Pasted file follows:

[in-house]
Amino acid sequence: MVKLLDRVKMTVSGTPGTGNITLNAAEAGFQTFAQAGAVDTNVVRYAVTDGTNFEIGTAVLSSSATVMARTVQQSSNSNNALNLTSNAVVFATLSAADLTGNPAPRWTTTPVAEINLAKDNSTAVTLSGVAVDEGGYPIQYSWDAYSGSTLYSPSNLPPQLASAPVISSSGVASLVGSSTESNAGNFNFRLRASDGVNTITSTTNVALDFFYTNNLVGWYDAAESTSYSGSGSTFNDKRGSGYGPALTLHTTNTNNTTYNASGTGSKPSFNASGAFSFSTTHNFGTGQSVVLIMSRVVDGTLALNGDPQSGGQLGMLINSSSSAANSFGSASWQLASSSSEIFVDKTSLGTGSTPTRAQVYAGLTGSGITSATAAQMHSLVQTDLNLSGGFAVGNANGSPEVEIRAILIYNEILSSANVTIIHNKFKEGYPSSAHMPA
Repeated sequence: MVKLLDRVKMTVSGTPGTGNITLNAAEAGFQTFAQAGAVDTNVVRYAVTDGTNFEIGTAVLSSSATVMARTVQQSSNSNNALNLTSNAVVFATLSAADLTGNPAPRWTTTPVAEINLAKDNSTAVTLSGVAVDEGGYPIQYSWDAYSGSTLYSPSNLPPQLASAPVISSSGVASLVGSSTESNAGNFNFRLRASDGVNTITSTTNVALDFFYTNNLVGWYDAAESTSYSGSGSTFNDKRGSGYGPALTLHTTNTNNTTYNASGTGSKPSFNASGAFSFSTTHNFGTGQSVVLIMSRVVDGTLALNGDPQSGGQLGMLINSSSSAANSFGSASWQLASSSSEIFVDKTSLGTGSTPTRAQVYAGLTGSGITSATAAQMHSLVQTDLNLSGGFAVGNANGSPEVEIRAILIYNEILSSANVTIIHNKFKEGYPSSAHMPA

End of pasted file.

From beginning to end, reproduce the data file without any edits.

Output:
[in-house]
Amino acid sequence: MVKLLDRVKMTVSGTPGTGNITLNAAEAGFQTFAQAGAVDTNVVRYAVTDGTNFEIGTAVLSSSATVMARTVQQSSNSNNALNLTSNAVVFATLSAADLTGNPAPRWTTTPVAEINLAKDNSTAVTLSGVAVDEGGYPIQYSWDAYSGSTLYSPSNLPPQLASAPVISSSGVASLVGSSTESNAGNFNFRLRASDGVNTITSTTNVALDFFYTNNLVGWYDAAESTSYSGSGSTFNDKRGSGYGPALTLHTTNTNNTTYNASGTGSKPSFNASGAFSFSTTHNFGTGQSVVLIMSRVVDGTLALNGDPQSGGQLGMLINSSSSAANSFGSASWQLASSSSEIFVDKTSLGTGSTPTRAQVYAGLTGSGITSATAAQMHSLVQTDLNLSGGFAVGNANGSPEVEIRAILIYNEILSSANVTIIHNKFKEGYPSSAHMPA
Repeated sequence: MVKLLDRVKMTVSGTPGTGNITLNAAEAGFQTFAQAGAVDTNVVRYAVTDGTNFEIGTAVLSSSATVMARTVQQSSNSNNALNLTSNAVVFATLSAADLTGNPAPRWTTTPVAEINLAKDNSTAVTLSGVAVDEGGYPIQYSWDAYSGSTLYSPSNLPPQLASAPVISSSGVASLVGSSTESNAGNFNFRLRASDGVNTITSTTNVALDFFYTNNLVGWYDAAESTSYSGSGSTFNDKRGSGYGPALTLHTTNTNNTTYNASGTGSKPSFNASGAFSFSTTHNFGTGQSVVLIMSRVVDGTLALNGDPQSGGQLGMLINSSSSAANSFGSASWQLASSSSEIFVDKTSLGTGSTPTRAQVYAGLTGSGITSATAAQMHSLVQTDLNLSGGFAVGNANGSPEVEIRAILIYNEILSSANVTIIHNKFKEGYPSSAHMPA